Tired of paying hefty fees to participate in festivals where she couldn’t even connect with consumers on a deeper level, Chrison Lampley decided to create her own.
ClinkFest launched in Chicago last year to feature women and BIPOC individuals in the wine and spirits industry. Lampley created it with her friend Joyce Dawkins and ClinkFest attracted dozens of local wine and spirit brands across the city. This year it’s back and bigger. It will be held Sept. 17 at the Bridgeport Arts Center.
“What’s really special about this event is that people can experience wine and spirits from around the entire country. Some people are coming in from around the world,” Lampley said. “Partners like Mariano’s allow us to offer tastes from James Beard award-winning chefs that complement the drinks.”
Lampley is behind Love Cork Screw wines and Dawkins is founder of the nonprofit She ROCKS It, an organization dedicated to uplifting women across Chicago and beyond. At ClinkFest, ticket holders will be able to meet and speak with many of the creators and CEOs behind the brands showcased.
For Inspiro Tequila founder Mara Smith, spaces like ClinkFest are a rare opportunity to engage directly with consumers who are passionate and intentional about supporting women- and minority-owned businesses.
“We never have a kind of centralized location where people can support smaller, independent brands like us,” Smith said. “Being able to share our brand on a deeper level – highlighting the grants and mentoring that we offer to other female founders is something that’s unique.”
Lampley said consumer engagement beyond just tasting was key.
“They’re going to see women in BIPOC that they didn’t know existed in the industry. It was important to feature brands that people are familiar with alongside emerging ones,” said Lampley, who founded her wine brand in 2013.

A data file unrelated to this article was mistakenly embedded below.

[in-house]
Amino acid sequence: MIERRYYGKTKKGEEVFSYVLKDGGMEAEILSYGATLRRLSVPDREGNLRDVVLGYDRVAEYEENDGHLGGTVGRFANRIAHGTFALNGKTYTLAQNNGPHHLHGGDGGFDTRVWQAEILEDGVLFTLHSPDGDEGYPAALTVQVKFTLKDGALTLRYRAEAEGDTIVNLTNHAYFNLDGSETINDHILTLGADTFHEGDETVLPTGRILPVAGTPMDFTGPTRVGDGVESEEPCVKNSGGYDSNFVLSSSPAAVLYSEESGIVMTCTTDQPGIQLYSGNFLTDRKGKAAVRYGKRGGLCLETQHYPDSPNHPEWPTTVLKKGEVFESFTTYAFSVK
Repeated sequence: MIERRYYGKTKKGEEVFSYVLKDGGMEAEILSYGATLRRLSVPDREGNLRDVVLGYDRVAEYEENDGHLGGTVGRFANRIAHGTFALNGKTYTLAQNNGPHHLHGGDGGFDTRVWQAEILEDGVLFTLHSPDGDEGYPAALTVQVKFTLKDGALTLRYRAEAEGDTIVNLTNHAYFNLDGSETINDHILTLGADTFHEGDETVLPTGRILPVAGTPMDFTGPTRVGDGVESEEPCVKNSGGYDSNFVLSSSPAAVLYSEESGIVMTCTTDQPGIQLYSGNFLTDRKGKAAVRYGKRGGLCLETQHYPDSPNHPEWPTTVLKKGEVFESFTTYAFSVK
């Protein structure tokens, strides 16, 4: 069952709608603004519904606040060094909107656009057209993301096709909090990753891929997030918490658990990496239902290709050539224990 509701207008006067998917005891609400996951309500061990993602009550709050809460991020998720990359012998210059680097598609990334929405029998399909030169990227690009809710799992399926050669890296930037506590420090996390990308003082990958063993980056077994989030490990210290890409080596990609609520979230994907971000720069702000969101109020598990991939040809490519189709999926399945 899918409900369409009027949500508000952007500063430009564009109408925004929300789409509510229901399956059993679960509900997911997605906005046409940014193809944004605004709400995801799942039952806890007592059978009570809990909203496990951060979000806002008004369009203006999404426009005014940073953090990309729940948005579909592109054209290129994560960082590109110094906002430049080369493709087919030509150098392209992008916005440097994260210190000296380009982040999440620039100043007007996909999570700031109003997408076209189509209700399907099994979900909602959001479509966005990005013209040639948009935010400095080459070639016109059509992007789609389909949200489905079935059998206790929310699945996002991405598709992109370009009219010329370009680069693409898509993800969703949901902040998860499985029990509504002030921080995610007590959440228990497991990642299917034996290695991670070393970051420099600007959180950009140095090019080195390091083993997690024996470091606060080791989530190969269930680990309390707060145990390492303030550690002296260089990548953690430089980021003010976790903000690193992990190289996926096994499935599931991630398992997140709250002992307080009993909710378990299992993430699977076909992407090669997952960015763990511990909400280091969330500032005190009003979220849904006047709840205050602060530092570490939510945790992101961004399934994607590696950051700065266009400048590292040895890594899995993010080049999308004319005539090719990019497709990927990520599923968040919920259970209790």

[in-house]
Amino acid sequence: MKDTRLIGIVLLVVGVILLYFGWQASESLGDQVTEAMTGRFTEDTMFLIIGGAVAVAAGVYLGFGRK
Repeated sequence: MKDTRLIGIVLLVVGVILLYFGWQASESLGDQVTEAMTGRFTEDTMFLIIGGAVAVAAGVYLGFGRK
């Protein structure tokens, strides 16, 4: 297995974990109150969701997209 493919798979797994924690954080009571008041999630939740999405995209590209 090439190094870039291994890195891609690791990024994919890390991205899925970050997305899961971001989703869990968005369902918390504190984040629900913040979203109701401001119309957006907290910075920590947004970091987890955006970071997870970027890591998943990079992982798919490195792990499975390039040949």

She admits that navigating the traditional tasting circuit was costly, and even though her brand is now distributed in 18 states, paying festival costs from participant fees and shipping product sometimes didn’t reap any sizable benefits.
“It’s expensive to ship wine, on top of having to pay to send staff to pour. So this fest is accessible to everyone — including distributors and suppliers,” Lampley said.
Jesse Steward, Jr., founder of Alexander James Whiskey, will be at ClinkFest. Named after his son, the Chicago-native’s brand is best known for its smoothness. Anytime he gets to share his whiskey, he said he’s keeping family history alive and creating a legacy.
“For the consumers, I think the best part of this event is you’re trying products that you probably would never get to try all in one place at one time, plus as you’re meeting the people that are the brains behind the brand,” Steward said.
Those who don’t partake in spirits but are interested in connecting and networking can also come and join the festival. Non-alcoholic spirit brands will be on hand.
“In addition we have some vegan wines too. We’re big on giving this younger generation what they want,” Lampley said.
Aside from introducing Chicago consumers to Chicago brands, Lampley said one of the major goals of the festival is to help shatter glass ceilings for women and BIPOC folks in the industry.
“[Black women are] still less than 1% of the entire industry. So if we just keep showing up and showing out, it will happen and I’m here to push through as much as possible.”
If you go: ClinkFest is happening Sept. 17 at Bridgeport Arts Center (1200 W. 35th St., Chicago). Tickets start at $85.
Samantha Callender is a digital reporting fellow for WBEZ. Follow her across socials @OnYourCallender.